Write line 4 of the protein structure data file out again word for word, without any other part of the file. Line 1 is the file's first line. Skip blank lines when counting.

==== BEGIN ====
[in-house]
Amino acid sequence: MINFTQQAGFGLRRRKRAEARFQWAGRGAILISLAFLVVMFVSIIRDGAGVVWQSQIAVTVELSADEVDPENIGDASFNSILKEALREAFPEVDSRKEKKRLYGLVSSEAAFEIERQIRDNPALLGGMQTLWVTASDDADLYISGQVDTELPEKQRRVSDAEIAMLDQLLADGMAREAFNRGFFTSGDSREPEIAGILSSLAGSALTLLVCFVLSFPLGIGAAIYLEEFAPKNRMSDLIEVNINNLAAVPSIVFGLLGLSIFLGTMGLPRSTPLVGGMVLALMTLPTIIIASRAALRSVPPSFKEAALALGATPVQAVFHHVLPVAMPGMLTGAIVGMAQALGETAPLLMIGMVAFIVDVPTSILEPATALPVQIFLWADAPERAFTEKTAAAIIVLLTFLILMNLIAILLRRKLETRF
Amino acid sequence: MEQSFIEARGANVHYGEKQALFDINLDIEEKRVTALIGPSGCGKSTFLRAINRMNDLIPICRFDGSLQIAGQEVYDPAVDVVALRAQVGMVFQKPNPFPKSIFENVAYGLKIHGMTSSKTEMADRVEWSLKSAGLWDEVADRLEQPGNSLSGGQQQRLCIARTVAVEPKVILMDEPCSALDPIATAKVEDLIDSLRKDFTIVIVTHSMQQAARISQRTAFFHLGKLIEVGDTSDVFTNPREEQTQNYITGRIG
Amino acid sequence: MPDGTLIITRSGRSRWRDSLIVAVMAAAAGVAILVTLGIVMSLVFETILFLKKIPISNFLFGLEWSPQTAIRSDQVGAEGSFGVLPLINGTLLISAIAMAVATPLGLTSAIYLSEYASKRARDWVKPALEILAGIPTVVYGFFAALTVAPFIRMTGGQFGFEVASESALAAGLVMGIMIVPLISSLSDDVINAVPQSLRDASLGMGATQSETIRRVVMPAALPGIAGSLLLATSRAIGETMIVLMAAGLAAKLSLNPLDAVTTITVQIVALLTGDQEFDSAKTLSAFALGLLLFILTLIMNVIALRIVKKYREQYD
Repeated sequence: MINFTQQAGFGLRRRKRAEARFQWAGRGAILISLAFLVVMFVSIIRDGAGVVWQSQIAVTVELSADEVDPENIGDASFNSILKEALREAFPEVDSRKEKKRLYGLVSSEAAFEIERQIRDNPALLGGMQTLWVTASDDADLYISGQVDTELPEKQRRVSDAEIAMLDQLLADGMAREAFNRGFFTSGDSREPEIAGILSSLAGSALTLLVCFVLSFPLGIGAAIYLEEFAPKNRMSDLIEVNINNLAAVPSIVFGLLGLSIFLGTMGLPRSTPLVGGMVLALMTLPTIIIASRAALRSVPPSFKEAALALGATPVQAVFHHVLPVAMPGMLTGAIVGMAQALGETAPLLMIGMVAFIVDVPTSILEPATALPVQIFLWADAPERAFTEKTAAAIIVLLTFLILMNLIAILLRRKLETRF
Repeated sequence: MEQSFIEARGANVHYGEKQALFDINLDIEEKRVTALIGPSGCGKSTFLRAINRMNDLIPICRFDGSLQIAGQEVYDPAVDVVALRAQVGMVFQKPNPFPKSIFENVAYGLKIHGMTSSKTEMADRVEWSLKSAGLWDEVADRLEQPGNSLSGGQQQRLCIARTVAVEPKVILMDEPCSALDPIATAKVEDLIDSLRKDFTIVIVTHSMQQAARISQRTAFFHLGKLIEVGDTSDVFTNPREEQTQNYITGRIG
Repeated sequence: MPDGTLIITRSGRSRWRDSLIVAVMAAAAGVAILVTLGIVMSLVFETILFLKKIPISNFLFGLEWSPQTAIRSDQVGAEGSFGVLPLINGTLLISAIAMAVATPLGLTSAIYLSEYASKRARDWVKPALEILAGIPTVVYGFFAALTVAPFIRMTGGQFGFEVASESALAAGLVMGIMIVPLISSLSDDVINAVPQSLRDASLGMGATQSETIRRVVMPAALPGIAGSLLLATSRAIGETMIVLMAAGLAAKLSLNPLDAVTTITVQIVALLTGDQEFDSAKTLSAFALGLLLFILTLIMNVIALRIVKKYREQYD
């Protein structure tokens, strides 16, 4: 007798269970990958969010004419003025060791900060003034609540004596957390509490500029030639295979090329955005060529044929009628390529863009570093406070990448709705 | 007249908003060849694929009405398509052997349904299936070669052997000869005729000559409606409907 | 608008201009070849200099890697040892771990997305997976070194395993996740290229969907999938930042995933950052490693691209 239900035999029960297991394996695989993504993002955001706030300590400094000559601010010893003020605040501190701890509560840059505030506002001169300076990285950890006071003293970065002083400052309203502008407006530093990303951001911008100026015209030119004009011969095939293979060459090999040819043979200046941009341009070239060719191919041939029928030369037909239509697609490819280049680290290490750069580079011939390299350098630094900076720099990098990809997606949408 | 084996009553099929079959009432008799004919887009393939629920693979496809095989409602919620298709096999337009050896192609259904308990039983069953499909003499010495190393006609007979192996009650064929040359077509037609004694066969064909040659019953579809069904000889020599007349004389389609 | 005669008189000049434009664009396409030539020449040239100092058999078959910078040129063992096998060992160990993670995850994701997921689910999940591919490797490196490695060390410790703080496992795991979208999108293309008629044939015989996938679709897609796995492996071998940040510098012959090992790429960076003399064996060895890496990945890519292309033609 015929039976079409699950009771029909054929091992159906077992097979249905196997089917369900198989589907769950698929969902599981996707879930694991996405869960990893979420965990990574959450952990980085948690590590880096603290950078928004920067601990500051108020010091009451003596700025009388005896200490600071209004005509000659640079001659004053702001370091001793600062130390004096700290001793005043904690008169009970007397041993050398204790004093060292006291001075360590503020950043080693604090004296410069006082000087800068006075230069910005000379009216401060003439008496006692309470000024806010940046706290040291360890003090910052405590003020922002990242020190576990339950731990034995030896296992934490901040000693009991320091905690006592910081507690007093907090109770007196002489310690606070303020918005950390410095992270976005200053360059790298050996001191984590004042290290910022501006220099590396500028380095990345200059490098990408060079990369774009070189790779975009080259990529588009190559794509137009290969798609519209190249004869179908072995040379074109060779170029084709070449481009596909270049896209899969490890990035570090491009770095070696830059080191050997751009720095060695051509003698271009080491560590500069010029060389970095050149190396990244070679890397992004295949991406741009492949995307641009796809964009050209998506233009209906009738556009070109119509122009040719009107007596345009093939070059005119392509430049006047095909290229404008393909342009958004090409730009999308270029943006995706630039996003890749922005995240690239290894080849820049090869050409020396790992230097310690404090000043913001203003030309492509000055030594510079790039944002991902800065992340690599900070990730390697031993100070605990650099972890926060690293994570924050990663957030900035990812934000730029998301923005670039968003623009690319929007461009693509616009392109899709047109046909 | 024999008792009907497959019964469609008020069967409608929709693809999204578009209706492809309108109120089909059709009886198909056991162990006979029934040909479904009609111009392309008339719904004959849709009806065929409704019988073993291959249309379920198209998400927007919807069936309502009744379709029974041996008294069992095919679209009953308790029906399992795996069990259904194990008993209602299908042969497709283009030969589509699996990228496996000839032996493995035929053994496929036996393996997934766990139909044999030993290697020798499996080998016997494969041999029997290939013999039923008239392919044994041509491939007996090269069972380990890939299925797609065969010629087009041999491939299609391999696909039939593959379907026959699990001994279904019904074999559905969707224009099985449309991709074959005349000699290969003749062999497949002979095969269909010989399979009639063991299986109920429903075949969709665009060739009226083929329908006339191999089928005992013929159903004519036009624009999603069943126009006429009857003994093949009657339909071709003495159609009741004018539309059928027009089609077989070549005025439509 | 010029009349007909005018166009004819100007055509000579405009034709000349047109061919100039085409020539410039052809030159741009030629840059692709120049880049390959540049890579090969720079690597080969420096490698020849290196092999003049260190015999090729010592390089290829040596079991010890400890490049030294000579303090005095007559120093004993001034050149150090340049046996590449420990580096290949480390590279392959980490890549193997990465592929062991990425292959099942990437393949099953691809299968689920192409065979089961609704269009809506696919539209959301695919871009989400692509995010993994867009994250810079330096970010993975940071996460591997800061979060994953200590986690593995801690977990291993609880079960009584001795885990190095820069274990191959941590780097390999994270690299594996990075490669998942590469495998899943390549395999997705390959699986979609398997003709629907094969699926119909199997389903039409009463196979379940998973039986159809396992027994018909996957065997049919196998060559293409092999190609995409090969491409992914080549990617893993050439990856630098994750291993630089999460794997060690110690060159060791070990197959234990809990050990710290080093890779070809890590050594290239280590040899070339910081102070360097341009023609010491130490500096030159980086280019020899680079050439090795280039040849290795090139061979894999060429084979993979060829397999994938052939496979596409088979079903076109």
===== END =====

Amino acid sequence: MPDGTLIITRSGRSRWRDSLIVAVMAAAAGVAILVTLGIVMSLVFETILFLKKIPISNFLFGLEWSPQTAIRSDQVGAEGSFGVLPLINGTLLISAIAMAVATPLGLTSAIYLSEYASKRARDWVKPALEILAGIPTVVYGFFAALTVAPFIRMTGGQFGFEVASESALAAGLVMGIMIVPLISSLSDDVINAVPQSLRDASLGMGATQSETIRRVVMPAALPGIAGSLLLATSRAIGETMIVLMAAGLAAKLSLNPLDAVTTITVQIVALLTGDQEFDSAKTLSAFALGLLLFILTLIMNVIALRIVKKYREQYD